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originally posted by: Astrocyte
a reply to: muzzleflash
So, you're saying everything is absolutely meaningful? There is no meaningless coincidences? Or, some things are meaningful and other things aren't? Is there meaning to the microbes around us and the way they configure?
Now, Andrew Booker, a mathematician at the University of Bristol, has finally cracked it: He discovered that (8,866,128,975,287,528)³ + (–8,778,405,442,862,239)³ + (–2,736,111,468,807,040)³ = 33.
Booker found this odd trio of 16-digit integers by devising a new search algorithm to sift them out of quadrillions of possibilities. The algorithm ran on a university supercomputer for three weeks straight. (He says he thought it would take six months, but a solution “popped out before I expected it.”)
But even with increasingly powerful computers and more efficient algorithms thrown at the problem, some whole numbers have stubbornly refused to yield any winning tickets. And 33 was an especially stubborn case: Until Booker found his solution, it was one of only two integers left below 100 (excluding the ones for which solutions definitely don’t exist) that still couldn’t be expressed as a sum of three cubes. With 33 out of the way, the only one left is 42.
originally posted by: NoClue
a reply to: muzzleflash
Tetrahedron and helix are found in the 3 aspects of humans body, mind, soul.
Which gives us a total of 42 aspect of reality that can be controlled.
Less is sometimes more!
originally posted by: andy1972
The author of the guide Adams was a computer programmer. In computer code of the day the number 42 was an asterisk. Which meant it was used as a random in programming language..which literally meant "anything you like", so the meaning of life was 42 "anything you like !!".
originally posted by: BlueJacket
Author J.K. Rowling surprised fans on Tuesday with a new chapter in the wildly popular Harry Potter saga.
In the 1,500-word story on her website, Pottermore, the boy wizard reappears all grown up, with a wife, two sons, and "threads of silver" in his hair.
The new piece,appearing seven yearsafter the publishing of the last Harry Potter novel, is presented in the form of a gossip-column item on the nearly34-year-old Harry's attendance at the 2014 QuidditchWorld Cup Finals.
originally posted by: micpsi
This is merely number pareidolia. One can find significance for almost any integer. After all, there are quite a lot to choose! There are a huge number of contexts to pick from in order to make ANY number seem cosmically important. On the other hand, if you really would like to make connections between the number 42 and contexts that have a realistic possibility of being relevant (supposing that this number is, indeed, a master number favoured by God when he designed the universe, reality and everything), then consider the following:
1. there are 7 planes of consciousness, each with 7 subplanes (don't ask me why - I have not got time - ask Theosophists and the great Indian spiritual master Meher Baba. So there are 42 subplanes above the lowest plane (physical universe). God needed 42 higher levels of reality in order to make his way down here;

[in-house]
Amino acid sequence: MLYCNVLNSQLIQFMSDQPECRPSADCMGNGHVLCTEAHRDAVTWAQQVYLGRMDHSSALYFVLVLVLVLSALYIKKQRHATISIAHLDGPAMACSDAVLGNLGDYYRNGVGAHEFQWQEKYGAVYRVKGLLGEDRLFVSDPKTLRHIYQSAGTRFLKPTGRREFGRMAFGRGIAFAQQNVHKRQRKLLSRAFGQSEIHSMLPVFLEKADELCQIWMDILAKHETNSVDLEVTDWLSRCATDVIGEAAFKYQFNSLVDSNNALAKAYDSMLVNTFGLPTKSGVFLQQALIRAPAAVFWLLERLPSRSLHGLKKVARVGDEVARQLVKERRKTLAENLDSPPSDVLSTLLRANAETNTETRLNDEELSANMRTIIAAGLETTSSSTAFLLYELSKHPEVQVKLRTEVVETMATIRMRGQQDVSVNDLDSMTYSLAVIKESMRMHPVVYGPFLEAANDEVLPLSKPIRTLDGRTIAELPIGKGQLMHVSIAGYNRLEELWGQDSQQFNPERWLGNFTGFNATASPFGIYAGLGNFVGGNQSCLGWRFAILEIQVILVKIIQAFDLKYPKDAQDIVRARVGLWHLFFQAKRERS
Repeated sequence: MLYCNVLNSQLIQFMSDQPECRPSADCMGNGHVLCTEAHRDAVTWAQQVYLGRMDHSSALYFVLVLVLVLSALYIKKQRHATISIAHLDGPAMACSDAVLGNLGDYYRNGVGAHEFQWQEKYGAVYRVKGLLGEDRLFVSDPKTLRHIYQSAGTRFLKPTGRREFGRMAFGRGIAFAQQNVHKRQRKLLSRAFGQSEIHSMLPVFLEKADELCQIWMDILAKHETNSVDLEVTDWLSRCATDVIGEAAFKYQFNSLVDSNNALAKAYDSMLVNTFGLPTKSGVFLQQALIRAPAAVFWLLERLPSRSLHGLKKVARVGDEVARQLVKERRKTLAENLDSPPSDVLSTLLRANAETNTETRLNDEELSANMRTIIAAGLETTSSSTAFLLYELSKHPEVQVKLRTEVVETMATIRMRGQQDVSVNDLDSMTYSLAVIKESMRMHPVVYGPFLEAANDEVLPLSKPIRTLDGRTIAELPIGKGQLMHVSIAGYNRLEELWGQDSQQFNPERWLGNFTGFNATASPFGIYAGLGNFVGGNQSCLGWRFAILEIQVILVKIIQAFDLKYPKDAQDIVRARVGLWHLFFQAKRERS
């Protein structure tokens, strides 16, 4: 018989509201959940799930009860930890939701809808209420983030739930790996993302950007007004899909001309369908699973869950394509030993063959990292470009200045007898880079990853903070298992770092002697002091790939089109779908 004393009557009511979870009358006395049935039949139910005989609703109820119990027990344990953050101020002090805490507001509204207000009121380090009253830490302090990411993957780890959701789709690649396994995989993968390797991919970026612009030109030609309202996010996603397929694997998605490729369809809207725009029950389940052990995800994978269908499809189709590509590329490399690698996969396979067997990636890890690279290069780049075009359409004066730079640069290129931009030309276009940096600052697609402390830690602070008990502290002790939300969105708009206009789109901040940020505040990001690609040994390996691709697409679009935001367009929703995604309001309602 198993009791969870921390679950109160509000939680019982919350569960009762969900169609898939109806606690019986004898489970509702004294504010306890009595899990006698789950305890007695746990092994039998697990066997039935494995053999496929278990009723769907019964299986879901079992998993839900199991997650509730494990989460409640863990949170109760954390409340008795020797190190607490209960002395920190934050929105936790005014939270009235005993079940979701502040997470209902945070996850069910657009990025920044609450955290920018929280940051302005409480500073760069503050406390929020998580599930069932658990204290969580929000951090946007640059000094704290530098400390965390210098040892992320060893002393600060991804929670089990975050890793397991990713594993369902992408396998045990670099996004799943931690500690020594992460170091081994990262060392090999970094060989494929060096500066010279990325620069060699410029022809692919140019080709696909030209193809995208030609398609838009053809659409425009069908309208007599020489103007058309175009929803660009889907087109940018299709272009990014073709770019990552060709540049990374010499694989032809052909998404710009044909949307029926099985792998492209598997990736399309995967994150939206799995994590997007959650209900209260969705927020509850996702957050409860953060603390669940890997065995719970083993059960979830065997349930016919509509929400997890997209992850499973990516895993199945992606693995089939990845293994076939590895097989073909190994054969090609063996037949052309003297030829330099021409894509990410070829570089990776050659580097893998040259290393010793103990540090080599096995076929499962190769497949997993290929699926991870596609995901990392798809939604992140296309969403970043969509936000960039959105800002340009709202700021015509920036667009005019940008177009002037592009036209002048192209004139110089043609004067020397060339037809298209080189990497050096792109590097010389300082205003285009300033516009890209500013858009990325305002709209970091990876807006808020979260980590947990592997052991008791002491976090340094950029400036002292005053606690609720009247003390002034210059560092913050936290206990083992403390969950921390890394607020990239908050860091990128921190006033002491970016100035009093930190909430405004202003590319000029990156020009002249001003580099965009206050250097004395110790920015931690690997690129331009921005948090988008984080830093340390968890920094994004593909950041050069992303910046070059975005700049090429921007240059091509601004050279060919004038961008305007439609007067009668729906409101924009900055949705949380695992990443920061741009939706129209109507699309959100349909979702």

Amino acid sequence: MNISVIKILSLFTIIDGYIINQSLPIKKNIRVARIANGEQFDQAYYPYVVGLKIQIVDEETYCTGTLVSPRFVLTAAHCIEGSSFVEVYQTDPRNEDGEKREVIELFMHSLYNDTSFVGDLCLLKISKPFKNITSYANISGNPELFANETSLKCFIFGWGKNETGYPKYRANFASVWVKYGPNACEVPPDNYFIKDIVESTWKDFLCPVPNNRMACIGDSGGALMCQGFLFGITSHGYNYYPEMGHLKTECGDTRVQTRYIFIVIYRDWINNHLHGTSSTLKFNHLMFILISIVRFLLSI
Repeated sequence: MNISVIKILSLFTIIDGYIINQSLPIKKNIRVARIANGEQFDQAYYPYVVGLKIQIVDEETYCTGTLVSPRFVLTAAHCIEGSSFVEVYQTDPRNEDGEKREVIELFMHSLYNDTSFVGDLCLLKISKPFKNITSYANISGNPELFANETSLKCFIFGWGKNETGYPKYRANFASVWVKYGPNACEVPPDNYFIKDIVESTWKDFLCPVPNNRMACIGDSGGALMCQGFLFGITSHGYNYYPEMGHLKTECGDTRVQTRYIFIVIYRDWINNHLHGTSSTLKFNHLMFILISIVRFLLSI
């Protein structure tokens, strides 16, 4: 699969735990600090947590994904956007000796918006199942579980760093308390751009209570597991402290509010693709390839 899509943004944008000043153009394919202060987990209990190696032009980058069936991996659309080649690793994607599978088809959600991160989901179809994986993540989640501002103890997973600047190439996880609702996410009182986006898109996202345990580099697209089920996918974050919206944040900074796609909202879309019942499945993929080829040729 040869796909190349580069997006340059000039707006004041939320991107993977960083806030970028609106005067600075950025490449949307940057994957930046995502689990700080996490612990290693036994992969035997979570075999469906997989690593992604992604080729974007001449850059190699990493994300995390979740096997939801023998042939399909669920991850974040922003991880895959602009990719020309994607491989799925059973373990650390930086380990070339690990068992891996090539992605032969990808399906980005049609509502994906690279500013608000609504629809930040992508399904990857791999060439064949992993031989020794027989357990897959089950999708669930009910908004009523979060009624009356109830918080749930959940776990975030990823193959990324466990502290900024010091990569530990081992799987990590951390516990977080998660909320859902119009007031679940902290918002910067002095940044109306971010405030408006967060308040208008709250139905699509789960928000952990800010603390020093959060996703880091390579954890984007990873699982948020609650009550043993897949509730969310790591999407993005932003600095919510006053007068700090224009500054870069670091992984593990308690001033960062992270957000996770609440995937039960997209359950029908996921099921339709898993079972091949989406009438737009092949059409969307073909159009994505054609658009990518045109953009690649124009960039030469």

2. the Sri Yantra is the most revered of the Indian yantras. It consists of 42 triangles surrounding a central one that symbolises the triple Godhead of Shiva, Brahma & Vishnu. Each triangle corresponds to a higher level of reality (subplane). So God really did need that number 42. There are over 1.08 billion Hindus that will confirm this;
3. the 7 notes above the tonic of a musical octave has 21 intervals. That means they have 21 ascending intervals and 21 descending intervals (definition: if an ascending interval is of magnitude n, its descending; counterpart is 1/n). Therefore, 42 intervals other than notes can be associated with each octave of 8 notes.
Well, that's just a few. I could give dozens of more examples of how 42 really is involved in the construction of the universe, just as Douglas Adams pretended to claim. But I have not got time. Besides, I know few of you will even take me seriously, so why bother?
If you know The Hitchhiker's Guide to The Galaxy, then you also know the answer to Life, the Universe and Everything. But how did Douglas Adams come up with that number?
And one original idea in The Hitchhiker's Guide to The Galaxy, first broadcast as a radio comedy in 1978, has developed a life quite unlike any other joke, before or since. Advertisement The plot for the six episodes leapt very much wherever Adams wanted to go on the day, but led to a pivotal gag that went like this; a giant computer called Deep Thought, having spent exactly 7.5m years pondering on Life, the Universe and Everything finally and solemnly announces that the Ultimate Answer is . . . "Forty two".
Often you hear it as a simple namecheck, a gently conclusive "Douglas Adams", said whenever a spontaneous 42 is seen as a seat number, a restaurant table, or a homework answer. Others post lists of favourite 42s, snap "42" photos, or enjoy throwing a 42nd birthday party (Pink Floyd performed on stage with Adams for his special day). There are the influential friends as well – both Google's HQ and Cern's Large Hadron Collider have office complexes named for the number.
For many followers the question of "Why 42?" has been an enjoyable part of the enigma. Adams kept his magic in the tin, never revealing (other than to his friend Stephen Fry, who claims he'll take the secret to his grave) the full story.